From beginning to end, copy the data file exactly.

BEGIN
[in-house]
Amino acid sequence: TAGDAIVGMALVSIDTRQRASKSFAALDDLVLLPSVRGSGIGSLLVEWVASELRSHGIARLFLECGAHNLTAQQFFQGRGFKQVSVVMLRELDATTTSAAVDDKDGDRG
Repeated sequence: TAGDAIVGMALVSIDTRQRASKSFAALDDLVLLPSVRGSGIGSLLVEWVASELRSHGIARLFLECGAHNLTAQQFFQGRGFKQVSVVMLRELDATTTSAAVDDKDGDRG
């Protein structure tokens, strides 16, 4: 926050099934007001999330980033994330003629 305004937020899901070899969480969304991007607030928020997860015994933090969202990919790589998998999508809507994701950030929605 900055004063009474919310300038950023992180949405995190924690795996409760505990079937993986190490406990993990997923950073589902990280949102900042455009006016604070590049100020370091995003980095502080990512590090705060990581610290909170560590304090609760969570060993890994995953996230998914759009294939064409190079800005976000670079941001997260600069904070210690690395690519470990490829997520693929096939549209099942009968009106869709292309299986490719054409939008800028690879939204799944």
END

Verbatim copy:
[in-house]
Amino acid sequence: TAGDAIVGMALVSIDTRQRASKSFAALDDLVLLPSVRGSGIGSLLVEWVASELRSHGIARLFLECGAHNLTAQQFFQGRGFKQVSVVMLRELDATTTSAAVDDKDGDRG
Repeated sequence: TAGDAIVGMALVSIDTRQRASKSFAALDDLVLLPSVRGSGIGSLLVEWVASELRSHGIARLFLECGAHNLTAQQFFQGRGFKQVSVVMLRELDATTTSAAVDDKDGDRG
């Protein structure tokens, strides 16, 4: 926050099934007001999330980033994330003629 305004937020899901070899969480969304991007607030928020997860015994933090969202990919790589998998999508809507994701950030929605 900055004063009474919310300038950023992180949405995190924690795996409760505990079937993986190490406990993990997923950073589902990280949102900042455009006016604070590049100020370091995003980095502080990512590090705060990581610290909170560590304090609760969570060993890994995953996230998914759009294939064409190079800005976000670079941001997260600069904070210690690395690519470990490829997520693929096939549209099942009968009106869709292309299986490719054409939008800028690879939204799944």